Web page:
For example, elections are held in 2010 and in 2013; if somebody is convicted and then he appeals, he gets a protection only till 2015 during the period of that House. The protection does not help him afterwards. He cannot contest the next elections unless a higher court acquits him. Protection is only for a short period.

The maximum cover can be five years. For example, if a person takes oath on the first day of a House and he gets convicted on the second day, and if he appeals, his protection will be only for a maximum of five years. This verdict of the SC is only in respect of convicted persons and not those facing charge sheet.

Since 1998, Election Commission has written to successive governments asking them to take steps to decriminalise electoral system. The EC has always hit a hard wall. How do you see this situation?

It is not only the EC but the Commission for reviewing Constitution and Law Commissions did it. Everybody has proposed that those who are chargesheeted for heinous crimes should be kept out. But the Parliamentarians are unmoved. It is they who have to pass the law.

Justice J S Verma Commission has recommended several measures in its report and the government acted fast on certain aspects like amending the CrPC. But it has not taken any steps to implement the recommendations on electoral reforms. Is it a setback?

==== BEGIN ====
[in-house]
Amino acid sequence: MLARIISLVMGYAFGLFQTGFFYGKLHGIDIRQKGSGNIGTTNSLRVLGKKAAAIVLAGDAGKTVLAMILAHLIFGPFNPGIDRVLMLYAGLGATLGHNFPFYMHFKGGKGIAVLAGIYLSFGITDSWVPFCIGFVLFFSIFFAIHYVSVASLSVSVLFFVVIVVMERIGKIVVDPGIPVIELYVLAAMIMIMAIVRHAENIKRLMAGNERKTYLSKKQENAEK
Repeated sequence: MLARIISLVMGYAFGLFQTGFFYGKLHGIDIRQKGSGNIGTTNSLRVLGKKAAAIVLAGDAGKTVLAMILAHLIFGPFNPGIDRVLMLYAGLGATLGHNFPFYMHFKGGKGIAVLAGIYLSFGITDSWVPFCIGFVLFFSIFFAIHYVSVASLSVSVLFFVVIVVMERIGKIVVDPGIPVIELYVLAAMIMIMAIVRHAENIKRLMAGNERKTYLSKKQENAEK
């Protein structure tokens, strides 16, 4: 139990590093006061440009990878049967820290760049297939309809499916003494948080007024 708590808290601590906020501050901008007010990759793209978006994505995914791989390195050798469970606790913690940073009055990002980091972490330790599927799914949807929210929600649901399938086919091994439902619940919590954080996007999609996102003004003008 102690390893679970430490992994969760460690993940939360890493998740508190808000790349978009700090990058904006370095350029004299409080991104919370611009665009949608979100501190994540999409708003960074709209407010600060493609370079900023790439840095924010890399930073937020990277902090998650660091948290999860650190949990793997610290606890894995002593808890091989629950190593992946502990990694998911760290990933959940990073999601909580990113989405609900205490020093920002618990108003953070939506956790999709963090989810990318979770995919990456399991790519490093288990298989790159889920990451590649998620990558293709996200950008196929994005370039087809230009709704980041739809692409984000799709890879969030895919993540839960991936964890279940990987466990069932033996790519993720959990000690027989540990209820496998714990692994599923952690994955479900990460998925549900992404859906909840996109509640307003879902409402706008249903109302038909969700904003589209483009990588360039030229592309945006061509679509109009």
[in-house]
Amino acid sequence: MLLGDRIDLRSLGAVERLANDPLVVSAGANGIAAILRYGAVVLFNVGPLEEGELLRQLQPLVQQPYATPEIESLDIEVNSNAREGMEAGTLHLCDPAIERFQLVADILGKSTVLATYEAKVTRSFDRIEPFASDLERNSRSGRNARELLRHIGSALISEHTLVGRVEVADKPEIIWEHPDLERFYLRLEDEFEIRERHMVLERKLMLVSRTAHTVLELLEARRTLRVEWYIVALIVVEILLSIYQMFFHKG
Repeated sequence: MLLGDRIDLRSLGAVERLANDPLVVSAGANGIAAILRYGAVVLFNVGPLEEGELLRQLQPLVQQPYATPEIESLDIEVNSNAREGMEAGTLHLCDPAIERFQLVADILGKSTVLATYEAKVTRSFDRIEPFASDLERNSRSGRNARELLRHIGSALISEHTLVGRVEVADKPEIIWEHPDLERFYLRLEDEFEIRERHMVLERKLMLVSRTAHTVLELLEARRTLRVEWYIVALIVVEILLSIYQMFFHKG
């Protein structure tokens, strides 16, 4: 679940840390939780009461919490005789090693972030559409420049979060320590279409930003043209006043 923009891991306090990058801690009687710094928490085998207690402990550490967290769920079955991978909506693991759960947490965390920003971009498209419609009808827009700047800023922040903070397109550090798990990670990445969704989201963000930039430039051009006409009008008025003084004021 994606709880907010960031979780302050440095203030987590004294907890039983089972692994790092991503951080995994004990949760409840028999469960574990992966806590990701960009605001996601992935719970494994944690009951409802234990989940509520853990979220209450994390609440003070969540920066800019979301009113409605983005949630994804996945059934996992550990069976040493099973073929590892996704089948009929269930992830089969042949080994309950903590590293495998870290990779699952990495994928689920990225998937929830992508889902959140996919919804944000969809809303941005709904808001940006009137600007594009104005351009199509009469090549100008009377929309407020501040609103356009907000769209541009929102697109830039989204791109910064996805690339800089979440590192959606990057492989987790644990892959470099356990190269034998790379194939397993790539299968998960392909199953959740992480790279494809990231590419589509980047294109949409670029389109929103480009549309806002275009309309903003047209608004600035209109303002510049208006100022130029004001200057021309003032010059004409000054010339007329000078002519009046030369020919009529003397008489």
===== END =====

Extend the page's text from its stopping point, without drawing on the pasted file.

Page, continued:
The Verma Commission recommendations that were not adopted with respect to electoral laws are in line with the recommendation of earlier Commissions. Verma Commission specifically said a person chargesheeted for rape should not be allowed to contest in the same manner in which the Law Commission and others recommended.

The EC does not check the veracity of affidavits at the time of filing nominations. What more legal measures you think should be taken to give more teeth to EC?

It is difficult to check affidavits. If you start checking affidavits soon after the day of nomination, there is scrutiny two days after it. If there are ten candidates and if you have to check every affidavit, it will go on for days. Then we will not be able to hold the elections in time. That is not a feasible proposition.